Seeing Red on Calcasieu

Lake Calcasieu, Louisiana

On The Fly Saltwater

November 2021

Article and Photos by Jimmy Jacobs.

Down in southwest Louisiana, Calcasieu Lake has a well-earned reputation for providing outstanding angling for seatrout, flounder, and especially redfish. This 52,000-acre brackish water protrusion is connected to the Gulf of Mexico via a ship channel that allows ocean-going commercial vessels to reach the docks of Lake Charles, roughly 17 miles to the north.

Stretching through Cameron and Calcasieu Parishes, outside that shipping channel, the lake averages just 6 feet deep, making it a perfect place for fly fishing. This situation is made even better by the expanses of salt marsh estuaries that line the east side of the lake. There also are an abundance of oyster beds, offering great places for the redfish to forage.

In Calcasieu, which is often referred to by locals as the Big Lake, there is no shortage of that forage. The lake is loaded with shrimp, finger mullet, pogies and glass minnows. Fly patterns mimicking any of those are likely to draw the attention of the redfish.

Though the fish are around all year, as a rule of thumb, Labor Day through the end of November produces the best redfish action on Calcasieu. Often at this time of year you find the reds traveling in pods or larger schools. They also provide abundant signs of their presence.

The fish may be busting the top, scattering bait fish schools. Or they may be creating “muds” as they stir up the bottom while feeding. Other signs to look for are gulls diving on the surface, which likely means the reds are chasing bait under the water, and, finally, the pods may be pushing V-shaped wakes on the surface.

That last option is one the crew from On The Fly South took advantage of a while back, while fishing with Capt. Jeff Poe. Capt. Jeff ran Big Lake Guide Service on Calcasieu for roughly 35 years, before recently relocating to Dauphin Island, Alabama. That business was a family affair, since his wife Mary and son Nick also are licensed guides.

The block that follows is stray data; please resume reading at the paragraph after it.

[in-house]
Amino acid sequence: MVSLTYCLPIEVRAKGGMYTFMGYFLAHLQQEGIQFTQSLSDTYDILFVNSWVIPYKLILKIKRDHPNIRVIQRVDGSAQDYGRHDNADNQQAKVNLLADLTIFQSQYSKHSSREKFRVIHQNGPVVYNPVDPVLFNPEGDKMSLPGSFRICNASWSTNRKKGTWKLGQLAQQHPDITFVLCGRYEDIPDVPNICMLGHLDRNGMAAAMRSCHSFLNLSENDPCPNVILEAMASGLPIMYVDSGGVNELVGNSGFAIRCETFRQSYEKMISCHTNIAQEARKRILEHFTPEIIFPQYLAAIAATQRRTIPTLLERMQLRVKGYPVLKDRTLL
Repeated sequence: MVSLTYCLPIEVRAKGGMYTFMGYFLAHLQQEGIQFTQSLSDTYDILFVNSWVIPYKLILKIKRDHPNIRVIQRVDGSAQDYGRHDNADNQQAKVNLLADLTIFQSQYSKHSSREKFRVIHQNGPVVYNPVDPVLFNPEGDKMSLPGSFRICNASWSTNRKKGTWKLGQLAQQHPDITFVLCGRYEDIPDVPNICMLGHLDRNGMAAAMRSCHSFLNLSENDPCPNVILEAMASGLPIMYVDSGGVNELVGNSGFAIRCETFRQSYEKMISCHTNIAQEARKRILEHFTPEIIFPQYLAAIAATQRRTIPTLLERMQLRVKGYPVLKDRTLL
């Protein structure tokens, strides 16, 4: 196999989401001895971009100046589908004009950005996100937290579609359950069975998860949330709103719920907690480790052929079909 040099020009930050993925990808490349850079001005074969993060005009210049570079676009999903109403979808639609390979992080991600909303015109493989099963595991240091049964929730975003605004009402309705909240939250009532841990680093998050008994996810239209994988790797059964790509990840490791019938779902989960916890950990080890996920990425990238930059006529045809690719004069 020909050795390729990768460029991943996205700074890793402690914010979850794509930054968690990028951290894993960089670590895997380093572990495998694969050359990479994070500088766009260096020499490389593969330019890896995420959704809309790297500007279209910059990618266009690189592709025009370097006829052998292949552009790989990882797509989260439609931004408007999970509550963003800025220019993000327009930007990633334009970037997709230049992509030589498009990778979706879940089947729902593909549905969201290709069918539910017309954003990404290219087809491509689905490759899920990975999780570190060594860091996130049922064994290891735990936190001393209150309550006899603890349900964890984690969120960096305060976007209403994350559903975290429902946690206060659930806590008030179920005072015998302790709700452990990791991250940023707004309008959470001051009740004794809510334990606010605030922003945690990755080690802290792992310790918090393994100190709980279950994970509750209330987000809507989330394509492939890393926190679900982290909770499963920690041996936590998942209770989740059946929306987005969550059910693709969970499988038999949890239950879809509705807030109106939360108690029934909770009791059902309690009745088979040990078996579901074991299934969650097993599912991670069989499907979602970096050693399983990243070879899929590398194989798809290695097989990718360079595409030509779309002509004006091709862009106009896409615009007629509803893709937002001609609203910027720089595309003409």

Given all the ways for locating the reds, the action did not involve any blind casting. Rather we were constantly standing and scanning the water for tell-tale signs of the fish. That did not demand a lot of gazing across sunlit water either. The redfish were quite accommodating in showing up.

On the look out for signs of redfish.

Our day on the water started at a gentlemanly hour, since these fall fish did not require being on the water at the break of dawn. The temperatures were a bit nippy at first, but warmed up to shirt-sleeve and shorts weather quickly.

We were used to pursuing reds in the clear waters of Florida, where they are quite skittish, or casting to them in the murky swirls of the Georgia coast, where getting them eat a fly is difficult, Calcasieu provided a welcome alternative. The fish we encountered did not seem at all boat “shy,” often swimming directly toward us. Also, hooking up with one of the reds did not mean the rest would scatter and disappear. More likely, they went about their business cruising the backwater. That may or may not hold true all the time, but once we found a school, they did hang around.

Our first hook up fell to Polly Dean, as she dropped a fly in front of a pod of reds coming at us. Those fish were no more than 20 feet off the bow when one of them ate her offering. After a couple of respectable runs, she was posing on the casting deck with a nice slot-limit red.

Capt. David Poe and Polly Dean with the first redfish

That fish was soon followed up by others, most of which required longer casts, but nothing more than about 40 feet from the vessel. Though we stuck to fishing from the boat, there are a number of areas on the lake that are accommodating to wade fishing during warmer spells of weather.

When it comes to flies, color doesn’t seem to be all that important on Calcasieu. Making the fly match what the forage does is the ticket. In the cooler fall, giving the fly very short strips to imitate the movement of bait fish is more important. Long strips are far less effective.

You are not going to need to go really heavy on gear and leaders here. The reds in the marshes and backwaters are mostly under 30 inches. While bull reds do show up in the lake, they likely will be in deeper water out on the shipping channel.

The bottom line here is that redfish are plentiful in Calcasieu Lake in the fall, and compared to their cousins in other waters, they have earned a reputation for being dumb. That translates to great options for taking them on the long rod.

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